I'm glad to say that I've flown over the Grand Canyon twice. With a bit of luck I'll do it again at some stage, but recent mumblings from the US have me a little worried.
For a while now, and when I say a while I mean eight years, there's been a GCWG (Grand Canyon Working Group) meeting and talking about the future of scenic tour operators flying over the Canyon. The discussion has been driven by the desire to reduce aircraft noise over the national park. The FAA has recently withdrawn from the group, leaving the job to the NPS (National Park Service).
The NPS has a reputation for being somewhat sympathetic to the environmentalist cause; in terms of aviation over the Grand Canyon, that translates to a 'substantial restoration of natural quiet'. Last September the NPS explained what that actually means, which is...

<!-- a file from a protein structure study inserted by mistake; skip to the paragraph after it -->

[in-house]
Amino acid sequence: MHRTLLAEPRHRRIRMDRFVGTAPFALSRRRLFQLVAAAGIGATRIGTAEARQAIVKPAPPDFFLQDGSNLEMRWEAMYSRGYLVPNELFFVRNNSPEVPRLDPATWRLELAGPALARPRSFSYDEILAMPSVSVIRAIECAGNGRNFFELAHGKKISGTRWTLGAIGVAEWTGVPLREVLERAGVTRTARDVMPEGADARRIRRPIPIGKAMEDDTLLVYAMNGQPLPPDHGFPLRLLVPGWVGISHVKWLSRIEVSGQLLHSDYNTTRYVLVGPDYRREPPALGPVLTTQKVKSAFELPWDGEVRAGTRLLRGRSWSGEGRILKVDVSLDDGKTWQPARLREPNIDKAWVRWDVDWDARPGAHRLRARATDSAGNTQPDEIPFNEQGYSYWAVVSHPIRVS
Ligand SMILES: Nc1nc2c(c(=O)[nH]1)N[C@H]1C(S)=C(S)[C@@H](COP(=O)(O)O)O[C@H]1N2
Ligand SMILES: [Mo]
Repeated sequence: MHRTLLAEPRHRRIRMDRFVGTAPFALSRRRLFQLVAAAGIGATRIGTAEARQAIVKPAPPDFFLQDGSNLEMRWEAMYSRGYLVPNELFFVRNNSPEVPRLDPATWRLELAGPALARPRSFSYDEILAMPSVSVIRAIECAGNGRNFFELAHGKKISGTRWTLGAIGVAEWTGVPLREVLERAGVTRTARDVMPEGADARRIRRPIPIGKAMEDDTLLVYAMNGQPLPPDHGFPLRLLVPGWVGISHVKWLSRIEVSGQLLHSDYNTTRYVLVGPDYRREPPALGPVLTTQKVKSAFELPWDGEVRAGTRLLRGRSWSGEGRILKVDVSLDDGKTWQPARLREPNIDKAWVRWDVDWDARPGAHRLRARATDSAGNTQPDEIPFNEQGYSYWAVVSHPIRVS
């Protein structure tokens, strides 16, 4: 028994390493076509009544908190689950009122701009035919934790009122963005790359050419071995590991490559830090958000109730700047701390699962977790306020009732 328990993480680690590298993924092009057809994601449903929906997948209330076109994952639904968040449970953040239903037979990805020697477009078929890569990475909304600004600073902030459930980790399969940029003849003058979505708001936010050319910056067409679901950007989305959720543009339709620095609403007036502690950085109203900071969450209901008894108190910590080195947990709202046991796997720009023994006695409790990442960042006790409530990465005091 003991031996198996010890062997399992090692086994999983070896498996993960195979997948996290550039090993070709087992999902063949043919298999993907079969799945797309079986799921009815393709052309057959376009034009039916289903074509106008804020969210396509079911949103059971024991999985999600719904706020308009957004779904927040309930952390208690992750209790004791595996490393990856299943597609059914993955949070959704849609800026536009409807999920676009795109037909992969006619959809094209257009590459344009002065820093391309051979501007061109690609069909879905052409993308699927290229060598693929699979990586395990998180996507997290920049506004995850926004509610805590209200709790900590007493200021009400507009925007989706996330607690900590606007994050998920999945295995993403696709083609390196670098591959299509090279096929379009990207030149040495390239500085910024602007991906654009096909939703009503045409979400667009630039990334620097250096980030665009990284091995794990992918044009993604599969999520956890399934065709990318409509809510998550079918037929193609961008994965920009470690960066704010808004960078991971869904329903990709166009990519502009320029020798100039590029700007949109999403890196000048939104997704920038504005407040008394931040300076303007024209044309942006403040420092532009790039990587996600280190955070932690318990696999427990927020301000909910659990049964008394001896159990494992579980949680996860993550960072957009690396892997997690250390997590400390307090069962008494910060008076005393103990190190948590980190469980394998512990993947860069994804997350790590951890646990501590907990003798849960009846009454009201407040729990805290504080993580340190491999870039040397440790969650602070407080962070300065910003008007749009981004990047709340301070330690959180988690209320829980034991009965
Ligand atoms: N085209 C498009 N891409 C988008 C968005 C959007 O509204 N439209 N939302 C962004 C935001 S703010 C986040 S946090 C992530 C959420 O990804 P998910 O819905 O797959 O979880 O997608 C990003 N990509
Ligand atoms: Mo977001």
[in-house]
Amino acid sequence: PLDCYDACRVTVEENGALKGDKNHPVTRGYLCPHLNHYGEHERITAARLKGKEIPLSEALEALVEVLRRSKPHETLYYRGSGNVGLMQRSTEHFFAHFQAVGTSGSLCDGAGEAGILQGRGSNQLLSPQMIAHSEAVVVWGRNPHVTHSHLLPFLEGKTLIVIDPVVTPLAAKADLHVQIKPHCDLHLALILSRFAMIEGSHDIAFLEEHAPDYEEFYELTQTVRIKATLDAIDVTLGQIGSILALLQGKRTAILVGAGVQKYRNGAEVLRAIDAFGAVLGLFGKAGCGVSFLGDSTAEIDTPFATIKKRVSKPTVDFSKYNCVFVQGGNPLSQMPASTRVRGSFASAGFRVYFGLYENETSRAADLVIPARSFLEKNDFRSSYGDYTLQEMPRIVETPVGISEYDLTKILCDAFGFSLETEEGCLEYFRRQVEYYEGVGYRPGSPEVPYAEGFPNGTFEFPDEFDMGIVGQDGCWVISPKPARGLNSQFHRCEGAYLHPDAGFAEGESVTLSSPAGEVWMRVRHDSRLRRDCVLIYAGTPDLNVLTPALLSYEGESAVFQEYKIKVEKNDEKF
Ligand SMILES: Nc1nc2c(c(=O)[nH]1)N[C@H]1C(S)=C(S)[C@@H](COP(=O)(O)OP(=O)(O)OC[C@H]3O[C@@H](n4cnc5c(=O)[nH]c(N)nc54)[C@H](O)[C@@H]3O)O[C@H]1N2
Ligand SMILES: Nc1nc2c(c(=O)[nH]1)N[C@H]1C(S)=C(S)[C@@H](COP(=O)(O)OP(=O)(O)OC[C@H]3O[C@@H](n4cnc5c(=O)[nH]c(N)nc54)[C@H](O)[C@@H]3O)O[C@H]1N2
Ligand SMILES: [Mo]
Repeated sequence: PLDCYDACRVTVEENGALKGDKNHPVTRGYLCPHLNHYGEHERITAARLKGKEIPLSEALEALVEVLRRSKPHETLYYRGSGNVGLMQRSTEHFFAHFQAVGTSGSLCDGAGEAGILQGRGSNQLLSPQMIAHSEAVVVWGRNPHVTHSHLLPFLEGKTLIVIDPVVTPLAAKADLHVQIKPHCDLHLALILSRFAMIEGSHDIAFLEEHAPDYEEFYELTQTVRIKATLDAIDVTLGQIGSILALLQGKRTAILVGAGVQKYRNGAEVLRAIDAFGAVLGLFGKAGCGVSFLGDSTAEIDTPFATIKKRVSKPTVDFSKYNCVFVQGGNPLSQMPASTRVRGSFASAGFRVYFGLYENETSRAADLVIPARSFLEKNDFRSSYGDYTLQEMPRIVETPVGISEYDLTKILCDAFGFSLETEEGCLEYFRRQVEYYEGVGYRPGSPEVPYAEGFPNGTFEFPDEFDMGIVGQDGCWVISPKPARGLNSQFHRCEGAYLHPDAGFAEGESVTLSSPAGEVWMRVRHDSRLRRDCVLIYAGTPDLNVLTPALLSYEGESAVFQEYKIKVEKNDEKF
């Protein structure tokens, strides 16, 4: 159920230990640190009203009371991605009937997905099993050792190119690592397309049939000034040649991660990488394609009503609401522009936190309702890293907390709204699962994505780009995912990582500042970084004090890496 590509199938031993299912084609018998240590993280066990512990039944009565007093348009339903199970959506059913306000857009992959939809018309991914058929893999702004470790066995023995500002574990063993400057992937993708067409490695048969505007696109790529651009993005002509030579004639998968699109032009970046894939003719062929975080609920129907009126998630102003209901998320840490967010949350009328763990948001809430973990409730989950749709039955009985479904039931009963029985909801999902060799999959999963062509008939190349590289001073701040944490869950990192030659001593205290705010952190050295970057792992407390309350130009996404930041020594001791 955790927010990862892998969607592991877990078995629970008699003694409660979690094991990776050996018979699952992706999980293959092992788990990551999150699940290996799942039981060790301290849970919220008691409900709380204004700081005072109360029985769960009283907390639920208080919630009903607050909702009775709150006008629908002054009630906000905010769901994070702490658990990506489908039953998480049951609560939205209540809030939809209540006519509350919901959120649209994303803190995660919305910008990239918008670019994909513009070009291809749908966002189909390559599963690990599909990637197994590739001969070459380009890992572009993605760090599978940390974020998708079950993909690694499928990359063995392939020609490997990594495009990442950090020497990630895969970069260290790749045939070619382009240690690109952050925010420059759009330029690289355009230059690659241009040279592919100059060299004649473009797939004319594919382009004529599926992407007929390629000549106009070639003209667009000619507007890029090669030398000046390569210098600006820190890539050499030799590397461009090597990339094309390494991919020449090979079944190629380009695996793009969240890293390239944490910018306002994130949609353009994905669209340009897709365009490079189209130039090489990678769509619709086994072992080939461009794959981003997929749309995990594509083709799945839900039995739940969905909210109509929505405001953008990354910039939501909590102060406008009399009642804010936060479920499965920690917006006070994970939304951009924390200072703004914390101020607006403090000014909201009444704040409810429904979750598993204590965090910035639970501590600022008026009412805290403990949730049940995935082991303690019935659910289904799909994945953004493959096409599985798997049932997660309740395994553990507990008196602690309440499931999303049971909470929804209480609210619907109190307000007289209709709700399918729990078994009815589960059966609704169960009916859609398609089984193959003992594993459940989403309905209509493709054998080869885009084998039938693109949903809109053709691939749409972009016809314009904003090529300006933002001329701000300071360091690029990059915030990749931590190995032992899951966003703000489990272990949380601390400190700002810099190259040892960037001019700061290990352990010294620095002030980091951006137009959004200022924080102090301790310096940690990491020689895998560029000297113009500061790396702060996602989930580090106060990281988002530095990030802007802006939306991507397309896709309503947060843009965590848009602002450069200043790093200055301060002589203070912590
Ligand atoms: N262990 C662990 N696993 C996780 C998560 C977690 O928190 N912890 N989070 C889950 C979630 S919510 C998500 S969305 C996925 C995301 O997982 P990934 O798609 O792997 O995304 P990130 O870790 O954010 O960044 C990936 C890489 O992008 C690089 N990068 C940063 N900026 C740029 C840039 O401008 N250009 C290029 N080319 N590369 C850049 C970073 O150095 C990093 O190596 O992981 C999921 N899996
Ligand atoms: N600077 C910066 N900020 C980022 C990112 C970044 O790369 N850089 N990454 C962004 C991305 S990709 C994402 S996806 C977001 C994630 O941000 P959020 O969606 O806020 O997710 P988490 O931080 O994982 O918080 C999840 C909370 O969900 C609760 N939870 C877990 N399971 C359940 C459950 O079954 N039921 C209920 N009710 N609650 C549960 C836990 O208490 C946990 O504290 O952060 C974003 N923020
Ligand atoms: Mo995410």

Noise from aircraft operations at or below 17,900ft msl should be reduced over 50% of the park. The reduction in noise should be between 75 and 100% all day, every day. The 50% of the park is the minimum target.
Should that happen, and right now the NPS is working on a proposal for the FAA to consider from a safety point of view, it's clear that aerial operations from fixed- and rotary-wing traffic will be severely curtailed. Non-commercial traffic, which is already subject to some operating rules, will also be affected. AOPA US and others will no doubt work with the NPS and the FAA to try to protect access, but if you want to experience the view from above, you might not want to wait too long before planning that trip.
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